National Institute of Health (NIH) Consensus Statement on Acupuncture. 1997 Nov 3-5;15(5):1-34.

CONCLUSIONS: Acupuncture as a therapeutic intervention is widely practiced in the United States. While there have been many studies of its potential usefulness, many of these studies provide equivocal results because of design, sample size, and other factors. The issue is further complicated by inherent difficulties in the use of appropriate controls, such as placebos and sham acupuncture groups.

However, promising results have emerged, for example, showing the efficacy of acupuncture in adult postoperative and chemotherapy nausea and vomiting and in postoperative dental pain. There are other situations such as addiction, stroke rehabilitation, headache, menstrual cramps, tennis elbow, fibromyalgia, myofascial pain, osteoarthritis, low back pain, carpal tunnel syndrome, and asthma, in which acupuncture may be useful as an adjunct treatment or an acceptable alternative or be included in a comprehensive management program. Further research is likely to uncover additional areas where acupuncture interventions will be useful.

If you have one of the above conditions, please contact me for assistance.


Recommended Reading

Acupuncture and Opioids.  Acupuncture's Role in Solving the Opioid Epidemic: Evidence, Cost-Effectiveness, and Care Availability for Acupuncture as a Primary, Non-Pharmacologic Method for Pain Relief and Management – White Paper 2017.  Journal of Integrative Medicine, volume 16, issue 6, Nov. 2017, 411-425.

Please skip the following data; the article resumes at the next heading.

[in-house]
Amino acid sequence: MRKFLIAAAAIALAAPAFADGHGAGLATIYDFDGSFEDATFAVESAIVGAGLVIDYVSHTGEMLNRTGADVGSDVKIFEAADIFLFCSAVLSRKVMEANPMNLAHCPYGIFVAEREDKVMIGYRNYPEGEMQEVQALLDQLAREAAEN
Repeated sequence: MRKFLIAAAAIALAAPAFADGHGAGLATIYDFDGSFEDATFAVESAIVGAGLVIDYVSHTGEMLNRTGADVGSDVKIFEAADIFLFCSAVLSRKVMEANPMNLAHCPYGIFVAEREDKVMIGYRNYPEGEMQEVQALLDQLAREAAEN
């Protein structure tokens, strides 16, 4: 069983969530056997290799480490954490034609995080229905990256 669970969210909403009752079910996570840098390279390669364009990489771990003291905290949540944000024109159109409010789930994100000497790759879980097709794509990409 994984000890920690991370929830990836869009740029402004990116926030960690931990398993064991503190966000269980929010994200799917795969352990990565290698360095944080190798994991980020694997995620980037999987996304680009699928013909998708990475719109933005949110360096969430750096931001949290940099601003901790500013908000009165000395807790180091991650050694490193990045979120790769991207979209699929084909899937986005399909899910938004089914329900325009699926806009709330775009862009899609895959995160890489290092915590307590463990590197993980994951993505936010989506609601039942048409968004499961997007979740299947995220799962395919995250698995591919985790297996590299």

Acupuncture for Posttraumatic Stress Disorder: A Systematic Review of Randomized Controlled Trials and Prospective Clinical Trials, Evidence Based Complementary and Alternative Medicine. 2013,

Acupuncture Energy Medicine

The Science of Acupuncture. A BBC Documentary on Traditional Chinese Medicine

Recommended Viewing

Acupuncture is one of the most ancient healing arts in the world.  It is estimated to have developed over the past 5,000 years.   Based on the philosophical and spiritual principles of the east, it arises from the concepts of yin and yang and the Five Elements of material existence.  From the ether, or QI energy of the universe arises the two polar opposite principles of Yin and Yang.  Yang is the fire, the active, the masculine energy.  Yin is the liquid, the cool, the feminine energy.  All life is a balance of these two forces.  All disease is an imbalance of these two forces.    But, it is more complicated than that, for the Yin and Yang weave through the Five Elements of Fire, Earth, Metal, Water, and Wood. Each element contains two of our most significant organs, and control or manifests many aspects of our senses, emotions, and reactions, they rule our senses, the seasons and our deepest internal rhythms.